In the absence of coercion, cultures are additive. People pick the best that they encounter, and blend with what they already know. As a music lover, the strengthening effects of cultural mixing are immediately obvious to me. I would argue London has been the most musically creative city on the planet for the past couple of decades. The music made here is definitively our own, and is exported globally. London creates not just musical talent but entire new genres; the latest of many London creations is dubstep, and this has already been exported around the globe (forgive me if I’ve missed a new genre or two since dubstep – it takes a while for us older ones to notice these things). London is lucky enough to have immigration from, and thus links with, some of the deepest musical cultures on the planet – particularly West Africa and its offshoot in Jamaica.

White working class culture has long welcomed and absorbed foreign musical influences, perhaps starting with the black American troops who brought swing with them during WWII, followed by soul music in the 1960s and reggae in the 70s. Once Britain had absorbed a critical mass of immigrants, British music became truly turbo-charged, and began to flow outwards rather than simply absorb and repeat influences we heard elsewhere. The 1970s generation that tried to sound Jamaican by playing reggae was succeeded by generations that took reggae, hip-hop, house and techno, and created something new and amazing with them. Before dubstep, London made British soul, jungle, drum and bass, garage and grime. How many other cities on Earth could claim to have added so much to world music culture?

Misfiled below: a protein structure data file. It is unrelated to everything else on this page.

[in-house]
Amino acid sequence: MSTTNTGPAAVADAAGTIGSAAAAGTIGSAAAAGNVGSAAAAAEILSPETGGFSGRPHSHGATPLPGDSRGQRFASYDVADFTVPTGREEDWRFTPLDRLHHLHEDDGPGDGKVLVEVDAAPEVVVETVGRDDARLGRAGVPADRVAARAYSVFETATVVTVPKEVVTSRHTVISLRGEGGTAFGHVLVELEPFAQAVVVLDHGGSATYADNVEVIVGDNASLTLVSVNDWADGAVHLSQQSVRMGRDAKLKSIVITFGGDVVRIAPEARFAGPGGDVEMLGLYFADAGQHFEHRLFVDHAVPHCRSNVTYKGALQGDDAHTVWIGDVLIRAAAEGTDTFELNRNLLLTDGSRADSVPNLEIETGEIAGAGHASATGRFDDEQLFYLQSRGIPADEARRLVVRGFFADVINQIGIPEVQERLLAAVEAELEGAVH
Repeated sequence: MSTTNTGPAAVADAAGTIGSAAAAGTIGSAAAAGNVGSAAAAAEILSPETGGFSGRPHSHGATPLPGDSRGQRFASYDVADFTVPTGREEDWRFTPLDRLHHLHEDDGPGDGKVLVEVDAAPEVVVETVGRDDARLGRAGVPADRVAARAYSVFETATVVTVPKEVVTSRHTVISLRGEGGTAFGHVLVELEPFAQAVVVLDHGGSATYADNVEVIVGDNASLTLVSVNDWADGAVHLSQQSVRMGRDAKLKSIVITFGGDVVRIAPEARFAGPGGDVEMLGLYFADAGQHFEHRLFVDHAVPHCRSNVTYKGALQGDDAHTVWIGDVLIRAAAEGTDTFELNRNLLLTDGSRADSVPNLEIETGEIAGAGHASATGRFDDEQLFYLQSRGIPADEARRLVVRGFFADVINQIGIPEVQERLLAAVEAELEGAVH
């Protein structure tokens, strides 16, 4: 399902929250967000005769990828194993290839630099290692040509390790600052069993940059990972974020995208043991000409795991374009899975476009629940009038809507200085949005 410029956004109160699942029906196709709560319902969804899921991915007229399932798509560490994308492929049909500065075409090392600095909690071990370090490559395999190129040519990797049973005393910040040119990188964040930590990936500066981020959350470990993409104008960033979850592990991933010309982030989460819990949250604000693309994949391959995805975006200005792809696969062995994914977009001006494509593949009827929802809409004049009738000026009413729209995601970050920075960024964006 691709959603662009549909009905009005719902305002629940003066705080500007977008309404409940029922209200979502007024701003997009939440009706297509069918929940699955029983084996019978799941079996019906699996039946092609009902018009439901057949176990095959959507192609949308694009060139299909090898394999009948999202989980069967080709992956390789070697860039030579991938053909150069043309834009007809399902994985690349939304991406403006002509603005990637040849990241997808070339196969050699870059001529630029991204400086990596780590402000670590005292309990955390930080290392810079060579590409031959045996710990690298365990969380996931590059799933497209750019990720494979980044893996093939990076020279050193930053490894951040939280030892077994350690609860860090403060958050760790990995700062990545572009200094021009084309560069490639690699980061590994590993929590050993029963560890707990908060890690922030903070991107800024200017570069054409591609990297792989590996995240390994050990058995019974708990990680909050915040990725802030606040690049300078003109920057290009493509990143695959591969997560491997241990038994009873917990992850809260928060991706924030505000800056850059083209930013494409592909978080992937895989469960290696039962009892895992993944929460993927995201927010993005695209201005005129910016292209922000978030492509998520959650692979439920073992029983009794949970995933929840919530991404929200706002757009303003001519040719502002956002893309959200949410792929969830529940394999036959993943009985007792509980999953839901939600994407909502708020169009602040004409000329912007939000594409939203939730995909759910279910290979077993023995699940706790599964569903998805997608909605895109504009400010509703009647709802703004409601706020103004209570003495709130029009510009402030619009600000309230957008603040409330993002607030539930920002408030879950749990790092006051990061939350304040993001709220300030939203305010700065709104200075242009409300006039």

There was no tradition of British popular music prior to mass immigration, and that’s why racists can’t find any examples of anything that’s been lost. If you want to remember what European popular music sounds like without the help of immigrants, just tune into Eurovision. It’s not a spoof; that really is the best that most European countries can come up with.

Beyond music, the same points apply. We still have our fish and chips, but we also have our curry goat, lamb vindaloo and shawarmas. My local fish and chip shop is staffed by Poles, and the customers come from all over the world. Oh, and fish and chips were probably introduced by Jewish immigrants anyway.

It saddens me that, if the swivel-eyed anti-immigration loons hold sway, London may give up our hard-won cultural prize to other places. It’s tragic that Daily Mail readers and UKIP voters, in total ignorance of what constitutes modern British culture, may destroy our unique creativity, without ever noticing or caring. Those people who care least  for what British culture represents are the ones claiming to be defending it from “threats”.

All we’ve “lost” is the right to walk down the street without seeing a brown face. I’m happy to surrender that “right” in exchange for living in the most culturally exciting city on Earth. The day people from all over the world stop wanting to live in London is the day it’s no longer worth living here.